Links: Parenting Edition

Two links. The first one is a summary of an economics paper: Tiger moms and helicopter parents: The economics of parenting style by Matthias Doepke and Fabrizio Zilibotti, who use cross-country data to support their conclusion that in times of rising inequality, a more authoritarian parenting style will likely be chosen by parents:

This column argues that the choice of parenting style is driven by incentives. Parents weigh the expected costs and benefits of implementing a certain parenting style. The popularity of the authoritarian style is declining because the economic returns to the independence of children have risen. The rising inequality implies higher returns to education. This calls for pushier parenting styles, such as the authoritative one. A decline in inequality is likely to prompt a more relaxed parenting.

The second is a column by Pamela Druckerman: A Cure for Hyper-Parenting.

Measuring the effectiveness of medication

Sarah Fallon at Wired has an informative story on putting a number, called the number needed to treat (NNT), on the effectiveness of medication and procedures.

Developed by a trio of epidemiologists back in the ’80s, the NNT describes how many people would need to take a drug for one person to benefit. [...] If your kid is throwing up and you take her to the hospital, she might get a drug called Zofran. The NNT for that is 5, meaning that only five kids need to take Zofran for one of them to stop throwing up.

The story goes on to talk about a site called with the tagline, "Quick summaries of evidence-based medicine."

It’s unfortunate ... that the NNT is not a statistic that’s routinely conveyed to either doctors or patients. But you can look it up on a site that you’ve probably never heard of: Started by David Newman, a director of clinical research at Icahn School of Medicine at Mount Sinai hospital, the site’s dozens of contributors analyze the available studies, crunch the numbers on benefits and harms, and then post the results.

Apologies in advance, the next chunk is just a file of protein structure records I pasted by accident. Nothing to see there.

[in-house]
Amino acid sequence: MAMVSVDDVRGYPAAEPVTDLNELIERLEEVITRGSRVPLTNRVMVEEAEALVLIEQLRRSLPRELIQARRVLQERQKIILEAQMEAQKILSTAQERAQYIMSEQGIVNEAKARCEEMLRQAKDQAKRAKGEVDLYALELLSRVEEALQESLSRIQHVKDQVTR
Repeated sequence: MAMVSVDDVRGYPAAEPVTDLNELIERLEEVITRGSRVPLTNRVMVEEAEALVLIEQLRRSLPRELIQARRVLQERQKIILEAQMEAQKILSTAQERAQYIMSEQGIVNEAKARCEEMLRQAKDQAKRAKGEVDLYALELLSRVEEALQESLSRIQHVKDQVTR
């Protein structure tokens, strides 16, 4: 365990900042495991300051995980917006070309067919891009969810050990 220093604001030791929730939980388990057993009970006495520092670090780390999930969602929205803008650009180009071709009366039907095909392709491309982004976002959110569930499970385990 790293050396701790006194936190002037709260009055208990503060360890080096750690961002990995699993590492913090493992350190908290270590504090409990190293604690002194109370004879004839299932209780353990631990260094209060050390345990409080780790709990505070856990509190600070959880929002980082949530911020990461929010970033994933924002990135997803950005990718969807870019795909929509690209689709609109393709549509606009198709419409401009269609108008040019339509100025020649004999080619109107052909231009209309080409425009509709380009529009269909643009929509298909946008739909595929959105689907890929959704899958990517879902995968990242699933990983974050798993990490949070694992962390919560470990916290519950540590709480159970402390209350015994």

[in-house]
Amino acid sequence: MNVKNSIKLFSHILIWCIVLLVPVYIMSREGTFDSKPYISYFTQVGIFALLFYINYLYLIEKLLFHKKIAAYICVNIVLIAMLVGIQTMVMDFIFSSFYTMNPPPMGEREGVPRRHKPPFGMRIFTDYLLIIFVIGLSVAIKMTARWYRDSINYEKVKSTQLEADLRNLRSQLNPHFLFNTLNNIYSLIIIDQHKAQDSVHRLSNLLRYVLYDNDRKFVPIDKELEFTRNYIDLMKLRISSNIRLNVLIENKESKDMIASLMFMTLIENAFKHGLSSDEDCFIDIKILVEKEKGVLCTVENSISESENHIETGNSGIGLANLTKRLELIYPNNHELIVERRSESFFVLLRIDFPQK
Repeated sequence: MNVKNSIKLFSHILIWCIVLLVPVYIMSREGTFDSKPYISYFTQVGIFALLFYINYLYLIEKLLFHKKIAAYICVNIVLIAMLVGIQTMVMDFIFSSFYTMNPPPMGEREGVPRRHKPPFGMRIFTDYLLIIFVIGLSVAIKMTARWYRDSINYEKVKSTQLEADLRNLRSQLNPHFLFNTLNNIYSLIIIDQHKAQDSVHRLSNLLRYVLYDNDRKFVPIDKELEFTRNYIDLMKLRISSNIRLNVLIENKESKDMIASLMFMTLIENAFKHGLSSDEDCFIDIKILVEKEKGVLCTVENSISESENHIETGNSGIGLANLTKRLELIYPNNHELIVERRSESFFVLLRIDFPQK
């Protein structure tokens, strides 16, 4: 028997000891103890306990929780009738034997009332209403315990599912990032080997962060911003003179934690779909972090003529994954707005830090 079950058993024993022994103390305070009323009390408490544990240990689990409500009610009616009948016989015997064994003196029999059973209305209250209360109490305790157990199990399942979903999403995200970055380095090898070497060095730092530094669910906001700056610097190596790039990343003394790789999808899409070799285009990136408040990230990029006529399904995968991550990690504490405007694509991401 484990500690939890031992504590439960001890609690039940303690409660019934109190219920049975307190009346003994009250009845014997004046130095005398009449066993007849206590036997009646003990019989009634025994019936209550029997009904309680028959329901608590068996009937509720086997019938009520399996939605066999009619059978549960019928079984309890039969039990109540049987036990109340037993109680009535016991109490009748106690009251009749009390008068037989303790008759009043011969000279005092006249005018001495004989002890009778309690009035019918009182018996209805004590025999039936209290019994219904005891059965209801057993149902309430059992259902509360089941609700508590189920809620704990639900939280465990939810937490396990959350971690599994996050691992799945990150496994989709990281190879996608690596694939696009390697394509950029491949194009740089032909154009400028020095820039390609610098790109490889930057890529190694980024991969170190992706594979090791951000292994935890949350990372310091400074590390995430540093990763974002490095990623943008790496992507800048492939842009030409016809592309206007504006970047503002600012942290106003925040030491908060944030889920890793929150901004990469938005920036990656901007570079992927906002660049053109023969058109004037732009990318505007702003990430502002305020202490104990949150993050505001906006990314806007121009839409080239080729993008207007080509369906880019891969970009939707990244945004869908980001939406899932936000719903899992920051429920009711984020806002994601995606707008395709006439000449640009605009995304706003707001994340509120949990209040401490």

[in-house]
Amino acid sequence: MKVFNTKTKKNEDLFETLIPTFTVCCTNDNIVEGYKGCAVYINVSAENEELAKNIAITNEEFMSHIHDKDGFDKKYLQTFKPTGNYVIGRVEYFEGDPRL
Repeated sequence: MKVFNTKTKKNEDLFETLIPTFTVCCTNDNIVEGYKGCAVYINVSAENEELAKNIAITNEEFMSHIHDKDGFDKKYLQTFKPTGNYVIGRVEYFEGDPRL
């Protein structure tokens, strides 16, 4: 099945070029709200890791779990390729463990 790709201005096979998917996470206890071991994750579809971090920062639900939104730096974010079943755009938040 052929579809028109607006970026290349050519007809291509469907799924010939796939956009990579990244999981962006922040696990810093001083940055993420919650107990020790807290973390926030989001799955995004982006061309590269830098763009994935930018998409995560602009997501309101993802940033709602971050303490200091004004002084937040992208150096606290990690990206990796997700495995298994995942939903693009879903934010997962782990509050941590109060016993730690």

Here's a bit more on NNT and how it is assigned to a medication or a treatment procedure:

As statistical tools go, the idea of the number needed to treat is relatively new. It was first described in 1988 by epidemiologists Andreas Laupacis, David Sackett, and Robin Roberts in a New England Journal of Medicine article titled “An Assessment of Clinically Useful Measures of the Consequences of Treatment.” They start by sketching out the problems with a number called the relative risk reduction. That’s the measure you often see hyped in media reports of scientific studies. Imagine, for example, a study of heart disease that finds that a new drug reduces the risk of death by an astonishing 50 percent. The reality behind that number is that the risk of death over a 10-year period for, say, a healthy 45-year-old man weighing 200 pounds went from 5 percent to 2.5 percent—50 percent! Such a finding is clinically significant, yes. Worthy of publication, maybe. But not quite as astonishing.

It would be better, the authors write, to look at a number called the absolute risk reduction—the 2.5 percent reduction that resulted from the new drug. But working with that measure can be hard to understand, because it is actually a percent of a percent. To make it more intuitive and apprehendable, the authors explain, you can use the inverse of absolute risk reduction: Divide 1 by 2.5 percent, or .025, to get 40. And that’s the number needed to treat. Forty people have to take the drug for one person to benefit. So is it worth taking? That depends. The NNT isn’t crazy high, so you might go for it, especially since a heart attack can kill you. But if the drug has terrible side effects, you might not.